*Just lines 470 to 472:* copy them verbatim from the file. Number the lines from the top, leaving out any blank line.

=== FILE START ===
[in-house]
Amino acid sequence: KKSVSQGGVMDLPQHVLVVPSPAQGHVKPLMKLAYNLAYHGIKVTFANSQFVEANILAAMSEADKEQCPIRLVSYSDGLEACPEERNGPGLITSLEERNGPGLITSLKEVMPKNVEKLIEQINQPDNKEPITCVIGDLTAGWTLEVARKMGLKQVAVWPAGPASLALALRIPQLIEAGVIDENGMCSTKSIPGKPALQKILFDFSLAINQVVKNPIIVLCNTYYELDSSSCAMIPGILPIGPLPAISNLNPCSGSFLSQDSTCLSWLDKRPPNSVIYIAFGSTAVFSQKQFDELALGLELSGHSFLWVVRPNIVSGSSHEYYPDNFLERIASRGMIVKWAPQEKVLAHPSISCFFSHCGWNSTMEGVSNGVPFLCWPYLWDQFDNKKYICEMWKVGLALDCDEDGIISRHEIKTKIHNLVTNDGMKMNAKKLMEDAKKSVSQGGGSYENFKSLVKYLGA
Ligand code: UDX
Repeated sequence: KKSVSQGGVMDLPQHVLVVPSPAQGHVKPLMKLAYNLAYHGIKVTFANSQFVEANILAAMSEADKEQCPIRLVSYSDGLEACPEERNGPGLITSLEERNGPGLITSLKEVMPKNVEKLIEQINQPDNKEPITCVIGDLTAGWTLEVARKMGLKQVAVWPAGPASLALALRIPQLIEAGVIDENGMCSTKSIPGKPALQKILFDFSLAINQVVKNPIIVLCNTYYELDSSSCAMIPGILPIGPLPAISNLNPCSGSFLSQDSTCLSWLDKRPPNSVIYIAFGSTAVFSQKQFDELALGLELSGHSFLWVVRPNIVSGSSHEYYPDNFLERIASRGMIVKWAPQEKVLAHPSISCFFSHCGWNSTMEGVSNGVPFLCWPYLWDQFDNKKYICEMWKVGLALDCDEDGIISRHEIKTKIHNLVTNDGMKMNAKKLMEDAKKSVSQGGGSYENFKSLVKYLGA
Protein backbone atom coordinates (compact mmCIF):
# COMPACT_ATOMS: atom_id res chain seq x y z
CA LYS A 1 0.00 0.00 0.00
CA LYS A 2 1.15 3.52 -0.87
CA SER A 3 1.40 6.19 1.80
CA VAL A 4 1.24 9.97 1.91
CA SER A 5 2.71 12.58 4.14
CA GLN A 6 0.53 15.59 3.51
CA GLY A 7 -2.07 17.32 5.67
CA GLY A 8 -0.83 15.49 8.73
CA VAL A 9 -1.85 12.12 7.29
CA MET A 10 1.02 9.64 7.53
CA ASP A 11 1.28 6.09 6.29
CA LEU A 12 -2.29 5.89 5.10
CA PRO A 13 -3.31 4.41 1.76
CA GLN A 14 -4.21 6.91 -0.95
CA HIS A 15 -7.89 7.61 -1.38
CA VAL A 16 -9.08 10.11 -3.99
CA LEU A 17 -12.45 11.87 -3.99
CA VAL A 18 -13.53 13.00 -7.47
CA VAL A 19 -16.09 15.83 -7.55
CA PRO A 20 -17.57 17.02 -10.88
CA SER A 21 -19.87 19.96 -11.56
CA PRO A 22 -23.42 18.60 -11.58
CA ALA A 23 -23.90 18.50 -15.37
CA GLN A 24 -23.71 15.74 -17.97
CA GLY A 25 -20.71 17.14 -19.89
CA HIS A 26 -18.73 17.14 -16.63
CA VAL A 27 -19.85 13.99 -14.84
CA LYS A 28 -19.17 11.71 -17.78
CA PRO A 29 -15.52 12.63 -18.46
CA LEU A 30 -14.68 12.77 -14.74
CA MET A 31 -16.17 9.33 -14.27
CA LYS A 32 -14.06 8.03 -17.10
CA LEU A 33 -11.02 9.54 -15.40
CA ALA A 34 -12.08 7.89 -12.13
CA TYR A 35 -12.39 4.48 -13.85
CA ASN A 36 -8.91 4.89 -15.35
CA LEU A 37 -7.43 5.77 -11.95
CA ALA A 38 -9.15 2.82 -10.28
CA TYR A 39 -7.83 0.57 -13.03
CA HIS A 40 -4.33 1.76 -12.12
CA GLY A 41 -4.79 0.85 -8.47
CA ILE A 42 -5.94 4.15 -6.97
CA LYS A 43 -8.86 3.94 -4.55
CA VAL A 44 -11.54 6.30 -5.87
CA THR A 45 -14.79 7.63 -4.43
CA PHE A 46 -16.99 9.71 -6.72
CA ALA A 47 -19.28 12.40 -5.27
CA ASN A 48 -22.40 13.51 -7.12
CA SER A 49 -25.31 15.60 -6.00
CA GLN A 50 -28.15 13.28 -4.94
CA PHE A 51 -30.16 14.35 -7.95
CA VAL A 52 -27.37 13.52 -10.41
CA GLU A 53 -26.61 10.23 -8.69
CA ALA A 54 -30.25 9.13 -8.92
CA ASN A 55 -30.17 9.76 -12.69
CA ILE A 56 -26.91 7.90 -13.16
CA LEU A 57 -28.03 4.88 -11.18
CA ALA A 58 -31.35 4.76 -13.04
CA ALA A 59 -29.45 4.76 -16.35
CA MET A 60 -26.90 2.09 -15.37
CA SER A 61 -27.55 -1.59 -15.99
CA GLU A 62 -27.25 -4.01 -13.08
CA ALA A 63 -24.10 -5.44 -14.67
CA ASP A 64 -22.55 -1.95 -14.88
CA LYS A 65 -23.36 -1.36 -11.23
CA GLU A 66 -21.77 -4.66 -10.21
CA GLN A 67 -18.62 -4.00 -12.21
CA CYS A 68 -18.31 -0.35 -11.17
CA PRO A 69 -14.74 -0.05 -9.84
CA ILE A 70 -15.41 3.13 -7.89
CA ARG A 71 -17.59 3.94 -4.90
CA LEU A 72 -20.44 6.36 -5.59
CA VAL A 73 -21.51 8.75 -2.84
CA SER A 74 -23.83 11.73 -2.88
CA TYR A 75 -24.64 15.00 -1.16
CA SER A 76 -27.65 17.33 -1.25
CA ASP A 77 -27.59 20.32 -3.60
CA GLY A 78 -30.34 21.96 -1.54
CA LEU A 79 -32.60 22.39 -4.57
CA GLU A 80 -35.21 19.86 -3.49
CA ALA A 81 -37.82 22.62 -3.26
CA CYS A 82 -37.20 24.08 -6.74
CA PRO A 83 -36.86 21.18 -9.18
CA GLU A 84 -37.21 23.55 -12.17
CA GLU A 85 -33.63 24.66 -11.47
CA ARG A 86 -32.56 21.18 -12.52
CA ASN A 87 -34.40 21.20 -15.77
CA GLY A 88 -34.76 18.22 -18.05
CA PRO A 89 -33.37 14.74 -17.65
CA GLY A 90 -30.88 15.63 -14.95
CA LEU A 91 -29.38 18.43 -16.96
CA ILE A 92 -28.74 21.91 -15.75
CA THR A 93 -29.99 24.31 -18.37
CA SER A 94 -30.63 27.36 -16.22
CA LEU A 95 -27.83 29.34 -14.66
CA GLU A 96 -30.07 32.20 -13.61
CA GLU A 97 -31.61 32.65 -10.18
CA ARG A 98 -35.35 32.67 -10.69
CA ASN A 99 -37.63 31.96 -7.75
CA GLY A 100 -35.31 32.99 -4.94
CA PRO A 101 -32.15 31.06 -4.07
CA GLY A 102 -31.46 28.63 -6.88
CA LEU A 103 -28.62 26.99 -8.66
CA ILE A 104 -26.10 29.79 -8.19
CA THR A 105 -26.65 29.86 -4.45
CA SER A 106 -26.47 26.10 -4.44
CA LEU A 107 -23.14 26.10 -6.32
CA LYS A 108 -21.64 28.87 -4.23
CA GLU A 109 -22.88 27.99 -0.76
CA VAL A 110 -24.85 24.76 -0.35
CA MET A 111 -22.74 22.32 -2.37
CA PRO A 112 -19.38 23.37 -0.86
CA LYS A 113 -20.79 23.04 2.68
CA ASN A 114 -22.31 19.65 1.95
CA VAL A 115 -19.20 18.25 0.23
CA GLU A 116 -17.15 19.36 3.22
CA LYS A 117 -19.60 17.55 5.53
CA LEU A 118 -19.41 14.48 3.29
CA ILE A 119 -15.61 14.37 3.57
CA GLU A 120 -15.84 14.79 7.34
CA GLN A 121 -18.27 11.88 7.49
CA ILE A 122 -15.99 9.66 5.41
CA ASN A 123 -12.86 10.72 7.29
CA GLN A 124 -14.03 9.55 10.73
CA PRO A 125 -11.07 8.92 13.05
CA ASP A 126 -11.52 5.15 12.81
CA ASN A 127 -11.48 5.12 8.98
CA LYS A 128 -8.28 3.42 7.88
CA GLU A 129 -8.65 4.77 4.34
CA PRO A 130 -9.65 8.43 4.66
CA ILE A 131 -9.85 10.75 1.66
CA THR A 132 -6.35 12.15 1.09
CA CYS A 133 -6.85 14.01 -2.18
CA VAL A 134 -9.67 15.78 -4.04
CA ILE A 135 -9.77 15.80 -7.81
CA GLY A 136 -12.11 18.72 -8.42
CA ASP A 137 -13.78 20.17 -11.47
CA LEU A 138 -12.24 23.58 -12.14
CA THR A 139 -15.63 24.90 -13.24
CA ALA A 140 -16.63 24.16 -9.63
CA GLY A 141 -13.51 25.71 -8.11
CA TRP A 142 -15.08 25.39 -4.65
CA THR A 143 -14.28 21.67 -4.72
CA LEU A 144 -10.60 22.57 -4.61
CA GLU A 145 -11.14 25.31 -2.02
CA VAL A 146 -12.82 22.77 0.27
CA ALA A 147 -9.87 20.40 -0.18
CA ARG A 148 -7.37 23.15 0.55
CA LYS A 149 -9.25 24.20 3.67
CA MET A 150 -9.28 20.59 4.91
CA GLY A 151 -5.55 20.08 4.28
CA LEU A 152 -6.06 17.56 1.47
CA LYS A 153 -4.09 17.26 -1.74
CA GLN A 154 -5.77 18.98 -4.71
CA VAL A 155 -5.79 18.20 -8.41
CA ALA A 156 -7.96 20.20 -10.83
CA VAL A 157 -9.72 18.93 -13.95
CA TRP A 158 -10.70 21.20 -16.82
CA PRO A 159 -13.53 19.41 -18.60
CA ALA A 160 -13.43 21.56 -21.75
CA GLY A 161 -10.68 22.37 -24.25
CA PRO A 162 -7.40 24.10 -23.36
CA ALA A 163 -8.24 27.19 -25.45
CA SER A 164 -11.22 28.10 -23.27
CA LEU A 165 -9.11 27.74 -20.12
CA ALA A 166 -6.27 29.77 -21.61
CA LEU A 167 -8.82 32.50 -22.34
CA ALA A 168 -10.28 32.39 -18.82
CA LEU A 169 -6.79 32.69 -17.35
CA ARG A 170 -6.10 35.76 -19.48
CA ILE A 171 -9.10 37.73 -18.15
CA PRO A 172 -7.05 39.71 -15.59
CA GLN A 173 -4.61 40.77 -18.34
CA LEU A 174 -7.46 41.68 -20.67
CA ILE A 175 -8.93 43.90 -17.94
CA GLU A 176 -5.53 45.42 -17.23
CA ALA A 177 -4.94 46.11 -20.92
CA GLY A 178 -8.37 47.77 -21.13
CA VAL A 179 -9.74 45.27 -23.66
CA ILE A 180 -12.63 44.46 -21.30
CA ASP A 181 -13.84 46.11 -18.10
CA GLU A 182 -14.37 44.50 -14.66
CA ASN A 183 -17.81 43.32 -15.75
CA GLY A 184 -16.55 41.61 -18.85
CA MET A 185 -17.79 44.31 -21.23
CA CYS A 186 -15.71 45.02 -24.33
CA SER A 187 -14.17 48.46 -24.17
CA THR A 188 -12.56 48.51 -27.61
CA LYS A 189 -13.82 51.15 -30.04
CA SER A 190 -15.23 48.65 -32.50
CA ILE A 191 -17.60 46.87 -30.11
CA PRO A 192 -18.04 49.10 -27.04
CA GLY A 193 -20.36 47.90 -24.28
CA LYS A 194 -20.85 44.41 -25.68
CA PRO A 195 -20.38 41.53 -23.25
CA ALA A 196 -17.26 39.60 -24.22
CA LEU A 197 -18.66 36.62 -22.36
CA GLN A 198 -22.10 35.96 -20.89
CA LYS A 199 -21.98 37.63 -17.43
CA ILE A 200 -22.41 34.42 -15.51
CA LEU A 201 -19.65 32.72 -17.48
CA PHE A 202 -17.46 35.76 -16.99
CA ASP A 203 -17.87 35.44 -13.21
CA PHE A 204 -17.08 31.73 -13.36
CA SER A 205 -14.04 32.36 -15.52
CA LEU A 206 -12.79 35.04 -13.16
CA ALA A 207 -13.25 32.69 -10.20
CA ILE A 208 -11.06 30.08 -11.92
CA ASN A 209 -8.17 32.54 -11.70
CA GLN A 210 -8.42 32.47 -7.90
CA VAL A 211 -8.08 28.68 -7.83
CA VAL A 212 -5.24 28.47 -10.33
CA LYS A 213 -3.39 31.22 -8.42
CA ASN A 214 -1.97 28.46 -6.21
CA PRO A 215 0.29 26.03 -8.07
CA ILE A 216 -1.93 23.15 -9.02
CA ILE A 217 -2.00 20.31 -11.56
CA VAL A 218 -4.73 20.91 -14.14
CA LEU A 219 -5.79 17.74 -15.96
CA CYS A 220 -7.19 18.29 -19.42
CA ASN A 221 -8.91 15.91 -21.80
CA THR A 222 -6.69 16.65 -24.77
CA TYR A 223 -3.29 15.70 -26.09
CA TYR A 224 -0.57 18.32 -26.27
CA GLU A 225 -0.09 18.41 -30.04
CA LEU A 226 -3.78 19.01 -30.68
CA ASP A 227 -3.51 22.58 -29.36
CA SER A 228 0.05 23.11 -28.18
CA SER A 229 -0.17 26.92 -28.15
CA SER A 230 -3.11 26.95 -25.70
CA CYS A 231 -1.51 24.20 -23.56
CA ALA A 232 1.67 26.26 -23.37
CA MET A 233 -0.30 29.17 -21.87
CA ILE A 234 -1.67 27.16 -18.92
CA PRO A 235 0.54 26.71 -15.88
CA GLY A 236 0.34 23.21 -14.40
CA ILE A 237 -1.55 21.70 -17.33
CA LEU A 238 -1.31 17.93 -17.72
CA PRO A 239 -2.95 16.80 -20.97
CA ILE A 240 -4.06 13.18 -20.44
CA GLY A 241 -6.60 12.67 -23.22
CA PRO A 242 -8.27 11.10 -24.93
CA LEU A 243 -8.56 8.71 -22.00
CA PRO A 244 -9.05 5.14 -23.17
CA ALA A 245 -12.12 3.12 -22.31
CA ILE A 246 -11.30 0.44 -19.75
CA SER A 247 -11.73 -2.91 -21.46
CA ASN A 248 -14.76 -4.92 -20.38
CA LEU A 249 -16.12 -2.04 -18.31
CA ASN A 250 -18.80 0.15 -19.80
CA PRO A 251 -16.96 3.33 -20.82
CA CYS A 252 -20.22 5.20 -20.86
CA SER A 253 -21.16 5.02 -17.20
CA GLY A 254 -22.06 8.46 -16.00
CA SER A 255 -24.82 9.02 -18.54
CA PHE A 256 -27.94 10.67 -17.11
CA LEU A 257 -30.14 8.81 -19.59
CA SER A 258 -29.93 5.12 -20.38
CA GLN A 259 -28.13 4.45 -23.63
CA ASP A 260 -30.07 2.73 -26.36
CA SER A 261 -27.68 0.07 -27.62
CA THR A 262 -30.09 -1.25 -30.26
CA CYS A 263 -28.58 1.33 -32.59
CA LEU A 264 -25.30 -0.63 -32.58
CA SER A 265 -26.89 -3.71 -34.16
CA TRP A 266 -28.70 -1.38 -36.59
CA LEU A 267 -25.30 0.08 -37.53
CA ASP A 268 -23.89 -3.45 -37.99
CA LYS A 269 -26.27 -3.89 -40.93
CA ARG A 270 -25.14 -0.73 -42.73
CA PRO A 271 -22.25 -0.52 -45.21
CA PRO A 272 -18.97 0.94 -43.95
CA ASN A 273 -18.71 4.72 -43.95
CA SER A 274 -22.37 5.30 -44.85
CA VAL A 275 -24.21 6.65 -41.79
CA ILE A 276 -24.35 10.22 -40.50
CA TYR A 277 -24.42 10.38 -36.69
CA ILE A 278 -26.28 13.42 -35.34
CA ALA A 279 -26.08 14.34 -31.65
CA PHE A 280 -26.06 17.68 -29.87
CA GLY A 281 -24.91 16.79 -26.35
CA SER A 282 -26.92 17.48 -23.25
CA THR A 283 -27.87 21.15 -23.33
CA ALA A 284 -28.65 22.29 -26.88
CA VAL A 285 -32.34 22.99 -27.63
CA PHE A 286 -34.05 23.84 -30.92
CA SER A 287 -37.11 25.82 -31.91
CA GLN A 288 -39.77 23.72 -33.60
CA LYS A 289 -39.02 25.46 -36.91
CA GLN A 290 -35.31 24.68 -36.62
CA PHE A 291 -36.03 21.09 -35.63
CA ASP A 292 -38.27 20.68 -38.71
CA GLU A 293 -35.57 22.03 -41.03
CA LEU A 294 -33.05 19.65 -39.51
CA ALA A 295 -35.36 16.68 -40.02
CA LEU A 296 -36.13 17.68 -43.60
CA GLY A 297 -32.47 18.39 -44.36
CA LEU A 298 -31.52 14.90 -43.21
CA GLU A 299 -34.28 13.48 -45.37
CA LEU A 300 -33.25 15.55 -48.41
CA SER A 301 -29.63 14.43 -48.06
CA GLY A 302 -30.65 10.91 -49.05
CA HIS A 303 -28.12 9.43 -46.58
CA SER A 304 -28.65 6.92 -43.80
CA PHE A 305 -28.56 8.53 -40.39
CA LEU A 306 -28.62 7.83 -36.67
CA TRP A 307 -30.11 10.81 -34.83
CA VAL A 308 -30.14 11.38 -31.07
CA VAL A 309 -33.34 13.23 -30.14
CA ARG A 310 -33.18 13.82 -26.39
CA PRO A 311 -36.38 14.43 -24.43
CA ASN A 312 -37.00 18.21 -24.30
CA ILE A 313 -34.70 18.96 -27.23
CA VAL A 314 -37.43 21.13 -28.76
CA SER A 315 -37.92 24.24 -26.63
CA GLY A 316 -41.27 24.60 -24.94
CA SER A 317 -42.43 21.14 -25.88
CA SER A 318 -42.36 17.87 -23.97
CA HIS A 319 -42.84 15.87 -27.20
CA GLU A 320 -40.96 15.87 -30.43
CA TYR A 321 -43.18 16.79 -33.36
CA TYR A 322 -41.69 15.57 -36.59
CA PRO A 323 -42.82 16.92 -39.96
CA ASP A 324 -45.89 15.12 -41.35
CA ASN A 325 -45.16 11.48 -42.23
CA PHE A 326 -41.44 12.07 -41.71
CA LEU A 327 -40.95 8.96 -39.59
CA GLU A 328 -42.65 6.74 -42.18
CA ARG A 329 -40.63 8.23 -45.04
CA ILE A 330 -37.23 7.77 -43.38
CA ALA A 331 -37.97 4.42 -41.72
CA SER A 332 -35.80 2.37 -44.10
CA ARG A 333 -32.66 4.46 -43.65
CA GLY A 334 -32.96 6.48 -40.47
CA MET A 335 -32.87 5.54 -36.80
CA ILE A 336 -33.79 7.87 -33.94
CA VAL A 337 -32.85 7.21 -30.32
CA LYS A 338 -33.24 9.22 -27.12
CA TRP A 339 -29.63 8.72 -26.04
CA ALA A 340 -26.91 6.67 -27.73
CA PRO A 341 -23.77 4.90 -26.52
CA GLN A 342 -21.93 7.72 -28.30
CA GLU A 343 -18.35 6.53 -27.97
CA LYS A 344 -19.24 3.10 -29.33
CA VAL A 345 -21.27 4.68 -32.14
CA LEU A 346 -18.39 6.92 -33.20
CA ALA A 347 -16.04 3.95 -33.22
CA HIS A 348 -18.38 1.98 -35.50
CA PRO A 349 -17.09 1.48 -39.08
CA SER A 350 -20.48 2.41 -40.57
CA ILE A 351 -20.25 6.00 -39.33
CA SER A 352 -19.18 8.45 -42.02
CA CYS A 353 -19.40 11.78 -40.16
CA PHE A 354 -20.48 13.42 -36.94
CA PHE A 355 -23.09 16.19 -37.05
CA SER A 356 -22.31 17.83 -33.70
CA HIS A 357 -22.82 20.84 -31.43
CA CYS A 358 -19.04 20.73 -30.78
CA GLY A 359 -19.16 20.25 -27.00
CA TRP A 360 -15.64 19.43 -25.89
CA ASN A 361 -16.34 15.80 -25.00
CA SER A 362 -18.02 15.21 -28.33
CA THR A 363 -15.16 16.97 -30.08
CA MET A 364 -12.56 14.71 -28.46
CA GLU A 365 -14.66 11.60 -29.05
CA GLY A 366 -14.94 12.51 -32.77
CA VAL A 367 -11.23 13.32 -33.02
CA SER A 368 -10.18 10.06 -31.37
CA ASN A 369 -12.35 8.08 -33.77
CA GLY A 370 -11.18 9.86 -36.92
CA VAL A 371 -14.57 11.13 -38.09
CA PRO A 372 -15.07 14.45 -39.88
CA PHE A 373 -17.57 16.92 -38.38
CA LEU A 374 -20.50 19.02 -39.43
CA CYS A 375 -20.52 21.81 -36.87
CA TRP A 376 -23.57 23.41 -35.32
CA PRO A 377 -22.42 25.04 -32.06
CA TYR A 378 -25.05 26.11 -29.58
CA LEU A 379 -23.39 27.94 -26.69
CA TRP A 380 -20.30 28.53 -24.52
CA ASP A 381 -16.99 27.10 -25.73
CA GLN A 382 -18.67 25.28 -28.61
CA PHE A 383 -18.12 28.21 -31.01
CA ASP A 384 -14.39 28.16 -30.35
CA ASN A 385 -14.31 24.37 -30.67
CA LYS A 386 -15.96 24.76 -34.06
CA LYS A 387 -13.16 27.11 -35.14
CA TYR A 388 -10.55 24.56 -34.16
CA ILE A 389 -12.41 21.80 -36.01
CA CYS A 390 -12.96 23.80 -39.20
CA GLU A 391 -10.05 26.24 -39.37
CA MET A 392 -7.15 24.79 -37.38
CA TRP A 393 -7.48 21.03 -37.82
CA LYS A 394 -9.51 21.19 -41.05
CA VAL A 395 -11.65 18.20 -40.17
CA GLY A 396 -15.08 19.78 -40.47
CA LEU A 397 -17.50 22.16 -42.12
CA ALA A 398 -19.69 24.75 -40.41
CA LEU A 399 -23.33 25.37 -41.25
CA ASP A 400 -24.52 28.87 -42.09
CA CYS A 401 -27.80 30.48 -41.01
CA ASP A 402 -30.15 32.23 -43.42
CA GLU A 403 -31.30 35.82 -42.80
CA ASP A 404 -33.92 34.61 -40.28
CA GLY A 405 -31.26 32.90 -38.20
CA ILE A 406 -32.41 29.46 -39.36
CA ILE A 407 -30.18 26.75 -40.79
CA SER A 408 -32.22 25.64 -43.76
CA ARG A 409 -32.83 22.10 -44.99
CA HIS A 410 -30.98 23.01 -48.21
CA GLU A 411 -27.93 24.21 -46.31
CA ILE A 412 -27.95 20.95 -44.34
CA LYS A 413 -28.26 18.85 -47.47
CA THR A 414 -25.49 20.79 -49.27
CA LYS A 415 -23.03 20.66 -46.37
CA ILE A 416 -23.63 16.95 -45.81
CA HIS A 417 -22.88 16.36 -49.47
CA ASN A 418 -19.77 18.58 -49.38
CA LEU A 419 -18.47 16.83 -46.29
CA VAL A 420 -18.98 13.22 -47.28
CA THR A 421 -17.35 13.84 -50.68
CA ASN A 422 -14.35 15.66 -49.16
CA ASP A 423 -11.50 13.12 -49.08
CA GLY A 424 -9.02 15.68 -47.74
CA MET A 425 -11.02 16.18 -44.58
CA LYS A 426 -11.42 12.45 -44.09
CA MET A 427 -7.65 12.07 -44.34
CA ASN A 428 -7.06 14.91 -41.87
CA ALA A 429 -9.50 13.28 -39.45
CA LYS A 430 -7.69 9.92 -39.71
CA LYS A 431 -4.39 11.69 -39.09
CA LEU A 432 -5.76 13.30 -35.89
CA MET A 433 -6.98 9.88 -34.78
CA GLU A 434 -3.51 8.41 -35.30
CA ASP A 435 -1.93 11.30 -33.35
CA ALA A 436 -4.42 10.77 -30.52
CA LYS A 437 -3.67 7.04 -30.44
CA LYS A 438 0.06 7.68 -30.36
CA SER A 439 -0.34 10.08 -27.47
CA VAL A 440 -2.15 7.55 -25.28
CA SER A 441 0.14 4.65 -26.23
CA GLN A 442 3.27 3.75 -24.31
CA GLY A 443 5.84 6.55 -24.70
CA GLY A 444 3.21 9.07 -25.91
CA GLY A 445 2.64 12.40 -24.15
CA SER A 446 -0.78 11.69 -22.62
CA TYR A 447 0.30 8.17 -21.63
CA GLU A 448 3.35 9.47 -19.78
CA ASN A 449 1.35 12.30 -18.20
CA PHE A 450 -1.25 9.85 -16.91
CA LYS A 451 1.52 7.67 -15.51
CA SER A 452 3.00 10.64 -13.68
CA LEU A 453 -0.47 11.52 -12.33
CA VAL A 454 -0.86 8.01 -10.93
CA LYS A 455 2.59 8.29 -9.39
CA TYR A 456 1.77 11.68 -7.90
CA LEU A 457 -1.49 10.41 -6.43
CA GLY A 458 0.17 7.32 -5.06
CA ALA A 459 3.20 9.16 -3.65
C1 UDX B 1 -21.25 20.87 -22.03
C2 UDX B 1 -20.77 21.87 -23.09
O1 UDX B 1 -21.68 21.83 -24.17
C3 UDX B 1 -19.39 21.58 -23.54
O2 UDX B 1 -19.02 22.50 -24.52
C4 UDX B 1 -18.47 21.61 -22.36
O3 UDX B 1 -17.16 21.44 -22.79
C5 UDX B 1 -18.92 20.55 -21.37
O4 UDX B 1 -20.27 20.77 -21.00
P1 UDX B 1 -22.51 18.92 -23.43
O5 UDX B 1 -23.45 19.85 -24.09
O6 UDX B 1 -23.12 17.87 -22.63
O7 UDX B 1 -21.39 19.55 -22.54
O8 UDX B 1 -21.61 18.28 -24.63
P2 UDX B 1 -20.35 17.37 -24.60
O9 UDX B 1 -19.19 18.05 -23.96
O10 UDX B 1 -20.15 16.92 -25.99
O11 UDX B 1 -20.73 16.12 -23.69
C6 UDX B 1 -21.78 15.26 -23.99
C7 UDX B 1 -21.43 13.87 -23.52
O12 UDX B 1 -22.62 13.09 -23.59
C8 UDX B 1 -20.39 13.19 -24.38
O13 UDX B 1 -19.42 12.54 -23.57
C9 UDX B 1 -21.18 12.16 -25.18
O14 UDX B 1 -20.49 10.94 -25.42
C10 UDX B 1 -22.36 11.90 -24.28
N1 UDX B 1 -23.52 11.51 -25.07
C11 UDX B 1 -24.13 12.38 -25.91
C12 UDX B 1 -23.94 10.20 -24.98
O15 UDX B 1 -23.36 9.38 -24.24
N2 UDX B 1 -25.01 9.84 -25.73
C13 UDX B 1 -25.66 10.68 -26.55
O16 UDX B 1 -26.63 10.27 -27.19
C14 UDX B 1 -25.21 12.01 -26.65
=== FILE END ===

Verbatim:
O2 UDX B 1 -19.02 22.50 -24.52
C4 UDX B 1 -18.47 21.61 -22.36
O3 UDX B 1 -17.16 21.44 -22.79